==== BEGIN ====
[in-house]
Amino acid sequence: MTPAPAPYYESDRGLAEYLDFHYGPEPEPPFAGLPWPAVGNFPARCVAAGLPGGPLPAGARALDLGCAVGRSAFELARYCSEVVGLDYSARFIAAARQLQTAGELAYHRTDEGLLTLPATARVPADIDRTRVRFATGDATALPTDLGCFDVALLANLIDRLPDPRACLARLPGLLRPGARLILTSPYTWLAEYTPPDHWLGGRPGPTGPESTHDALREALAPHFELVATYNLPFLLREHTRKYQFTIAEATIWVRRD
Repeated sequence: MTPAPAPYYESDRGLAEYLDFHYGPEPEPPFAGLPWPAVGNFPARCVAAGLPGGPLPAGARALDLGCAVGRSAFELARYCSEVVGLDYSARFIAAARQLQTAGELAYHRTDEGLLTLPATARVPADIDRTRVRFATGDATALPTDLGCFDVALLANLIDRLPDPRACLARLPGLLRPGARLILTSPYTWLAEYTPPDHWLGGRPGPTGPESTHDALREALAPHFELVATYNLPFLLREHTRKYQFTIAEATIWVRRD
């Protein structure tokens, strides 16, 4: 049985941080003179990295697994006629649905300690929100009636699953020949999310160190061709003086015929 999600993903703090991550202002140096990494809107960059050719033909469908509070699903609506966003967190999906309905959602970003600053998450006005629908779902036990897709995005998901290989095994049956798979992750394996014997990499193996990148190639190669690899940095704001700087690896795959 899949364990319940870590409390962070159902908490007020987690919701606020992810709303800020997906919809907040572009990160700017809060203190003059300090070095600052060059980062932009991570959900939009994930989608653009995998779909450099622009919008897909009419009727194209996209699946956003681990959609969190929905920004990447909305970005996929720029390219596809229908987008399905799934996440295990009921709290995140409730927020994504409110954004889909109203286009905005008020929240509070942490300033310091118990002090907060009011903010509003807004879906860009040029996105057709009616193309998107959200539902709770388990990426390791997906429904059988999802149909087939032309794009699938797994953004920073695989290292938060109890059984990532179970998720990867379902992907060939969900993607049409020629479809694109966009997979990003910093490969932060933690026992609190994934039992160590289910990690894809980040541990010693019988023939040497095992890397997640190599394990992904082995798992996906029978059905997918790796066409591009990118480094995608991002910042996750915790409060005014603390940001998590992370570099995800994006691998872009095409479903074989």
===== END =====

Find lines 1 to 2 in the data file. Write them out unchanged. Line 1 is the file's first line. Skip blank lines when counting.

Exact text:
[in-house]
Amino acid sequence: MTPAPAPYYESDRGLAEYLDFHYGPEPEPPFAGLPWPAVGNFPARCVAAGLPGGPLPAGARALDLGCAVGRSAFELARYCSEVVGLDYSARFIAAARQLQTAGELAYHRTDEGLLTLPATARVPADIDRTRVRFATGDATALPTDLGCFDVALLANLIDRLPDPRACLARLPGLLRPGARLILTSPYTWLAEYTPPDHWLGGRPGPTGPESTHDALREALAPHFELVATYNLPFLLREHTRKYQFTIAEATIWVRRD